Taking an allotment – 5 simple steps success

Taking an allotment is a creative and rewarding pastime. Here are five helpful tips to get you started.
taking an allotment

There’s never been a better time for taking an allotment and the work as is not as unforgiving as many think. If you are at the start of your journey and are unsure how to find or apply for allotment space, take a look on the .Gov website. You’ll be able to enter your postcode and get directions to allotments local to you.

Tending to an allotment and harvesting your own fresh produce is one of the great joys in life. Unfortunately, obstacles and failures can leave even the most enthusiastic gardener feeling dejected.

Here’s a list of simple steps and solutions for both complete beginners and seasoned allotment gardeners to pin onto the potting shed wall as a reminder of the path to allotment nirvana!

Taking an allotment – starting a plot

Now is a good time to take on a new allotment, giving you plenty of time to clear and cultivate ready for next year. Get on any waiting lists now so you are in line for any plots that fall vacant before next spring.

Maximising space

Fruit is one of the most worthwhile investments you can make in planting an allotment. Early ordering from fruit suppliers ensures you can plant strawberries in early autumn, when they will crop next year. Currants and berry fruits such as raspberries are extremely heavy cropping and relatively few plants can set you up with enough jam and frozen fruit for a year.

Taking an allotment weed regularly
Keep on top of weeding on your plot.

Watch those weeds

Allotments tend to pick up a huge seed bank of dormant weed seeds over the years. Mulches may be inappropriate on vegetable beds so allow weeds to germinate before planting or sowing, and then eliminate them with very shallow hoeing. This creates a ‘stale seedbed’ where relatively few weeds will subsequently germinate. Don’t forget the old saying: ‘One year’s seeding gives seven years weeding’!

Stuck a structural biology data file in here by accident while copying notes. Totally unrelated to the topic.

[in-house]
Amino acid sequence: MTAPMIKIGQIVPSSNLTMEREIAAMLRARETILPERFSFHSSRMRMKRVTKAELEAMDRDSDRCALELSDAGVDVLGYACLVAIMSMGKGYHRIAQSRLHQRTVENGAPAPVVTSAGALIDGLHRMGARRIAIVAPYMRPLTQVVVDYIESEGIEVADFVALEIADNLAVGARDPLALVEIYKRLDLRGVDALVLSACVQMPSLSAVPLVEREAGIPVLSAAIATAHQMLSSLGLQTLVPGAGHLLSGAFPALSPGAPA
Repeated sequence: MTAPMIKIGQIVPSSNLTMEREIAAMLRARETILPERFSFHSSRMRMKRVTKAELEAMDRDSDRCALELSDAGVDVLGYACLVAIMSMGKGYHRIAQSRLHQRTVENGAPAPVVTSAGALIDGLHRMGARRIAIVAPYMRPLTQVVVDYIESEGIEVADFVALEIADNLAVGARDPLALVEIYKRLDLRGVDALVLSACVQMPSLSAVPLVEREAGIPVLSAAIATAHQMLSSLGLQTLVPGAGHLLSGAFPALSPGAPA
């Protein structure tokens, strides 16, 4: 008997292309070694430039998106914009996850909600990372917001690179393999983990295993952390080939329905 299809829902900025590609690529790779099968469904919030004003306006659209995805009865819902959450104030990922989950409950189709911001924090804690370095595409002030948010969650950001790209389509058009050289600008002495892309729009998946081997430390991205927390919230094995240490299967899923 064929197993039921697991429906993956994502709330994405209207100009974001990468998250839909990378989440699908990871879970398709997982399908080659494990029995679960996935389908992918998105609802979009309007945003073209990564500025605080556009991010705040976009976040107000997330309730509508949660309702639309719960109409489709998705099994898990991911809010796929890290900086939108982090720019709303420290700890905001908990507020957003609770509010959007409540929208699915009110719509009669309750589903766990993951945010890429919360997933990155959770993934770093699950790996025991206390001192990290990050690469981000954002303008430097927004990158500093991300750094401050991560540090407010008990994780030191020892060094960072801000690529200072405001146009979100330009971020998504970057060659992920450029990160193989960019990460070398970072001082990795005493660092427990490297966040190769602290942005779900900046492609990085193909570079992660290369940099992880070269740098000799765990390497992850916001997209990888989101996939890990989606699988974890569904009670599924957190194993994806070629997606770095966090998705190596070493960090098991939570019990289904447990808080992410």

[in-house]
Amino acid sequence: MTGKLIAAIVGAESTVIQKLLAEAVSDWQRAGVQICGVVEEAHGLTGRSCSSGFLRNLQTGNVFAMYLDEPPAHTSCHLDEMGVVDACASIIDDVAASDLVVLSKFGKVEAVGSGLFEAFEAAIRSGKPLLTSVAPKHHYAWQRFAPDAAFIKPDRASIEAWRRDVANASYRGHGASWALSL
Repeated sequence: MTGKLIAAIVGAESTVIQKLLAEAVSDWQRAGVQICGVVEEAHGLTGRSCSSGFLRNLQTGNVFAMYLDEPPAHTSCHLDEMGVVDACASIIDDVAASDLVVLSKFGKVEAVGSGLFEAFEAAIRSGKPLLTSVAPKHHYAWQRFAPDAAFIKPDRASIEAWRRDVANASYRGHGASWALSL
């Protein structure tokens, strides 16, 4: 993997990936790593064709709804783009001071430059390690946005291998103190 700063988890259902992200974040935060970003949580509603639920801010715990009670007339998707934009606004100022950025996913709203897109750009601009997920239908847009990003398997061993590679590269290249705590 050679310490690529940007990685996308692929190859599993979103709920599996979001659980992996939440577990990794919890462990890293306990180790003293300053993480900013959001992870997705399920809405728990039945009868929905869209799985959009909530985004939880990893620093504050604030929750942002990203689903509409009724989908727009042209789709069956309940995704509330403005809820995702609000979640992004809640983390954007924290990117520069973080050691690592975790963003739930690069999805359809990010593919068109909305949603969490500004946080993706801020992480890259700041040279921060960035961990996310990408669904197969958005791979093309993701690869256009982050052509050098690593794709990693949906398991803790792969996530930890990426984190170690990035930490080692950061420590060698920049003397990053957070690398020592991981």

Water wisely

Watering can be a real chore in dry weather, especially as most allotment sites don’t allow the use of sprinklers and insist on dip tanks and watering cans. To make the most of limited water supplies, water crops only at key times and keep a water butt on site to collect rainwater.

harvesting carrots taking an allotment
If sown in the autumn, carrots will deliver a June harvest.

Mind the (hunger) gap

April/May is a thin time for produce from the allotment unless you swing into action now to sow and plant. Spring cabbage and leaf beets can be sown late July to early August, salad and bulb onions also in August, followed by lettuce and spinach in early September. In the south of the country there is still time to get hold of leek plants for some late leeks in April. Carrots, broad beans and round-seeded peas can be sown in October for June pickings.

You can get an idea for the types of vegetables you’ll have success with on DeMuths Top 10 easy to grow vegetables for your garden or allotment.

For a full RHS guide to allotments visit Allotment basics. Topics cover everything to help get you started including how to find an available allotment, planning your plot, preparing the soil, dealing with security, and keeping pests at bay.

If you liked Taking an allotment – 5 simple steps success, you’ll find more expert vegetable growing tips on our Gardening channel.

Tags: , Last modified: April 11, 2022

Written by 4:38 pm Gardening